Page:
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Technical Reference: Communications, Volume 2

socket Subroutine


Creates an end point for communication and returns a descriptor.


Standard C Library (libc.a)


#include <sys/socket.h>
int socket ( AddressFamily, Type, Protocol)
int AddressFamily, Type, Protocol;


The socket subroutine creates a socket in the specified AddressFamily and of the specified type. A protocol can be specified or assigned by the system. If the protocol is left unspecified (a value of 0), the system selects an appropriate protocol from those protocols in the address family that can be used to support the requested socket type.

The socket subroutine returns a descriptor (an integer) that can be used in later subroutines that operate on sockets.

Socket level options control socket operations. The getsockopt and setsockopt subroutines are used to get and set these options, which are defined in the /usr/include/sys/socket.h file.

The socket applications can be compiled with COMPAT_43 defined. This will make the sockaddr structure BSD 4.3 compatible. For more details refer to socket.h.


AddressFamily Specifies an address family with which addresses specified in later socket operations should be interpreted. The /usr/include/sys/socket.h file contains the definitions of the address families. Commonly used families are:
Denotes the operating system path names.
Denotes the ARPA Internet addresses.
Denotes the XEROX Network Systems protocol.
Type Specifies the semantics of communication. The /usr/include/sys/socket.h file defines the socket types. The operating system supports the following types:
Provides sequenced, two-way byte streams with a transmission mechanism for out-of-band data.
Provides datagrams, which are connectionless messages of a fixed maximum length (usually short).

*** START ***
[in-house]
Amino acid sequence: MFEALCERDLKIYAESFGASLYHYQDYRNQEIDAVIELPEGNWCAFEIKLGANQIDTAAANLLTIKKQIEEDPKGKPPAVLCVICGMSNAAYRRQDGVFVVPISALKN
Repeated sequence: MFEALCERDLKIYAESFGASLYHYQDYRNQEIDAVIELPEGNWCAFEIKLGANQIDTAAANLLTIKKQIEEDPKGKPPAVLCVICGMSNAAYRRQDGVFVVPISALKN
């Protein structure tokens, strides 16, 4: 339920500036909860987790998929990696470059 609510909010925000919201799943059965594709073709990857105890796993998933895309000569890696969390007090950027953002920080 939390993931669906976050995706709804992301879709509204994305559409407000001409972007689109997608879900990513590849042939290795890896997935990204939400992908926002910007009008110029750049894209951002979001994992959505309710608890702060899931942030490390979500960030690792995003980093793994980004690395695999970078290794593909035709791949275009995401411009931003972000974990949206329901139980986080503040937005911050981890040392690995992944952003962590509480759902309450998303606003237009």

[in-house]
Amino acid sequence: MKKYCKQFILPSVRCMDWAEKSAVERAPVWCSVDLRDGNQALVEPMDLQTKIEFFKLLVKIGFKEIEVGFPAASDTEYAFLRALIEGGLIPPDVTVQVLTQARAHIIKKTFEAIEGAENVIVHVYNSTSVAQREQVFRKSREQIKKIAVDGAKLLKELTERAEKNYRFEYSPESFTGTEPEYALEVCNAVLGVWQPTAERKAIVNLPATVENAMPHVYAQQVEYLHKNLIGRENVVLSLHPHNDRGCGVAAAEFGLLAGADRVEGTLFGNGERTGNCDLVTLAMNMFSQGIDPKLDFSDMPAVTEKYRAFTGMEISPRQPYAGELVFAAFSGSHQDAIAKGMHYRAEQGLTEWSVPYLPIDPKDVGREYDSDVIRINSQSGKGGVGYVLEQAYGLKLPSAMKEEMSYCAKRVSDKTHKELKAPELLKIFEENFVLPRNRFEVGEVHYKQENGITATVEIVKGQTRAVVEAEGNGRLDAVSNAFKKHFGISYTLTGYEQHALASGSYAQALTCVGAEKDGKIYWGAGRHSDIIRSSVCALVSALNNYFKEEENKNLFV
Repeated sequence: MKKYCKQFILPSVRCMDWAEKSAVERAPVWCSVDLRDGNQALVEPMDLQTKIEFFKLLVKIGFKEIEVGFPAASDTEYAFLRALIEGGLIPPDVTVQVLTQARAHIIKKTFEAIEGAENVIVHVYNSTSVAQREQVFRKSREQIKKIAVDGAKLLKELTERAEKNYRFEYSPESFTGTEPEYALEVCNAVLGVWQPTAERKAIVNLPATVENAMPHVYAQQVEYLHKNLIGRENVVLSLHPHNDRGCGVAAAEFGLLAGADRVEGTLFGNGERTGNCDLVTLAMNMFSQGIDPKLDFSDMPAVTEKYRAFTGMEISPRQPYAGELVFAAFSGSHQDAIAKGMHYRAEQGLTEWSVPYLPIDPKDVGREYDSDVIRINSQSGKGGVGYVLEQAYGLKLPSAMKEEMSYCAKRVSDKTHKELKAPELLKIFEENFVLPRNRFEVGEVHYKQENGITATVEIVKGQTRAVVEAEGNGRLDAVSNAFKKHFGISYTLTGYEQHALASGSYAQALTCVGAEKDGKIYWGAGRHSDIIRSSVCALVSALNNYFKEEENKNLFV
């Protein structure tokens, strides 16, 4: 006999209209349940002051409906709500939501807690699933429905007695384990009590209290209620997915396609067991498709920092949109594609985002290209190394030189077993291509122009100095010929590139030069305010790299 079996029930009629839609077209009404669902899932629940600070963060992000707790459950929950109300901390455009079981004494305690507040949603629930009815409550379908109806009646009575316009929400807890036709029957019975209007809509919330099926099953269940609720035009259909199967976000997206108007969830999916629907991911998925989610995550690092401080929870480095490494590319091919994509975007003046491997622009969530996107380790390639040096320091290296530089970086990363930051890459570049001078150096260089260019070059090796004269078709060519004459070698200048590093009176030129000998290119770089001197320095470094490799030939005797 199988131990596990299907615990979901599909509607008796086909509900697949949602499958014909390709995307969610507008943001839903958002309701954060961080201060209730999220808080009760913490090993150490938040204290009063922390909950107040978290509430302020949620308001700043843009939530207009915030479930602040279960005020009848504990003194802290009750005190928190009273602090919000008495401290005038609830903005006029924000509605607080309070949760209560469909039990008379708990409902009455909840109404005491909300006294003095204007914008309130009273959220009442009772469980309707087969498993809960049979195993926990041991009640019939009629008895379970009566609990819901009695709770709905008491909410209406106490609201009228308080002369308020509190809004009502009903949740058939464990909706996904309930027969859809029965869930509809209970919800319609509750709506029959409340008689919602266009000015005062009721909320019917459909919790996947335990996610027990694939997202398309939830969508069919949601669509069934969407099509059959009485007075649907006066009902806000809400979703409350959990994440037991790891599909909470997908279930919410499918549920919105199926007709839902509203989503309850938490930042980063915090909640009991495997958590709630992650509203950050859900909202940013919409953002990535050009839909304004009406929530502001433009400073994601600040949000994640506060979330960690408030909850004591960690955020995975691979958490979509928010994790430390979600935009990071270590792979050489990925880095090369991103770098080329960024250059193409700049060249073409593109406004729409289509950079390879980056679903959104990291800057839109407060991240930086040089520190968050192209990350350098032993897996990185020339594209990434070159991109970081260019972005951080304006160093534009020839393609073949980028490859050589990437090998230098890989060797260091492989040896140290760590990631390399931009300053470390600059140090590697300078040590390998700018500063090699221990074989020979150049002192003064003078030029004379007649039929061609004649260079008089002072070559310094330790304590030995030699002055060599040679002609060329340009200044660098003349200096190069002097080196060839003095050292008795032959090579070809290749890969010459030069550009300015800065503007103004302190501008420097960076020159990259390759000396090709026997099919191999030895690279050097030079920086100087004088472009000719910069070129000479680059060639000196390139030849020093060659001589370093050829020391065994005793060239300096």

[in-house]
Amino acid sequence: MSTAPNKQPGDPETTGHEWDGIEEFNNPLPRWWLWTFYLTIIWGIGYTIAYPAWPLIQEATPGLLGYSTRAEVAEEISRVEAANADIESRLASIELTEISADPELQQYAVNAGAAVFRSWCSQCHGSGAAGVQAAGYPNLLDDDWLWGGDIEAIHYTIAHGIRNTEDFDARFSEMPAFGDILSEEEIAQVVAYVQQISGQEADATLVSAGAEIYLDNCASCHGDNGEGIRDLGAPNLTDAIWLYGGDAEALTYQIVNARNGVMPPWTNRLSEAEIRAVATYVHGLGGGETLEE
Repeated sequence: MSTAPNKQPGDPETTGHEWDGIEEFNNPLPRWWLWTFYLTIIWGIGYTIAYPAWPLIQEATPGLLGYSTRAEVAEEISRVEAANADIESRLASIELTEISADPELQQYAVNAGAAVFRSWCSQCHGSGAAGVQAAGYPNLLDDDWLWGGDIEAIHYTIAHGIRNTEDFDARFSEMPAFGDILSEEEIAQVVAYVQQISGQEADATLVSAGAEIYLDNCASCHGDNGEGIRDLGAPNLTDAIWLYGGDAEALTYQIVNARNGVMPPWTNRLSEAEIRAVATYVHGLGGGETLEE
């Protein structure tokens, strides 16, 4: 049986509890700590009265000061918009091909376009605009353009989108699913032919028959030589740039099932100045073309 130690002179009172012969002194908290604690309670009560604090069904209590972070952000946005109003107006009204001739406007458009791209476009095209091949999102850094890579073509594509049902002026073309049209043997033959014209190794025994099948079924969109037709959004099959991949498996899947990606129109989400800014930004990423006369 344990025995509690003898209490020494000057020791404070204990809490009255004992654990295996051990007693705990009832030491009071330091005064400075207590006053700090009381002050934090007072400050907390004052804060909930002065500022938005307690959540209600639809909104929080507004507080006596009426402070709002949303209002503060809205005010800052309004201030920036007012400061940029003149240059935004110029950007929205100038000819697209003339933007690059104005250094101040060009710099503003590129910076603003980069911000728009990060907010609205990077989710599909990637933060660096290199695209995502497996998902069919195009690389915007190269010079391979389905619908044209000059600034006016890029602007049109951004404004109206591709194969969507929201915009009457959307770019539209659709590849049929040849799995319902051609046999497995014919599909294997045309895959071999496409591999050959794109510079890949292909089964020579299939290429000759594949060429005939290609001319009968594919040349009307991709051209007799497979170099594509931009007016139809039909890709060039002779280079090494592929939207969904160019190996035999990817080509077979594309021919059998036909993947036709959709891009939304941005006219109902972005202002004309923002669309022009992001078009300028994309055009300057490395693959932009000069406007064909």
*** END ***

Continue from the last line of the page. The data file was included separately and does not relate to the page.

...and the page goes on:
Provides access to internal network protocols and interfaces. This type of socket is available only to the root user.
Protocol Specifies a particular protocol to be used with the socket. Specifying the Protocol parameter of 0 causes the socket subroutine to default to the typical protocol for the requested type of returned socket.

Return Values

Upon successful completion, the socket subroutine returns an integer (the socket descriptor).

If the socket subroutine is unsuccessful, the subroutine handler performs the following functions:

Error Codes

The socket subroutine is unsuccessful if any of the following errors occurs:

Error Description
EAFNOSUPPORT The addresses in the specified address family cannot be used with this socket.
ESOCKTNOSUPPORT The socket in the specified address family is not supported.
EMFILE The per-process descriptor table is full.
ENOBUFS Insufficient resources were available in the system to complete the call.


The following program fragment illustrates the use of the socket subroutine to create a datagram socket for on-machine use:

s = socket(AF_UNIX, SOCK_DGRAM,0);

Related Information

The accept subroutine, bind subroutine, connect subroutine, getsockname subroutine, getsockopt subroutine, ioctl subroutine, listen subroutine, recv subroutine, recvfrom subroutine, recvmsg subroutine, select subroutine, send subroutine, sendmsg subroutine, sendto subroutine, setsockopt subroutine, shutdown subroutine, socketpair subroutine.

Initiating Internet Stream Connections Example Program, Sockets Overview, Understanding Socket Creation in AIX 5L Version 5.2 Communications Programming Concepts.

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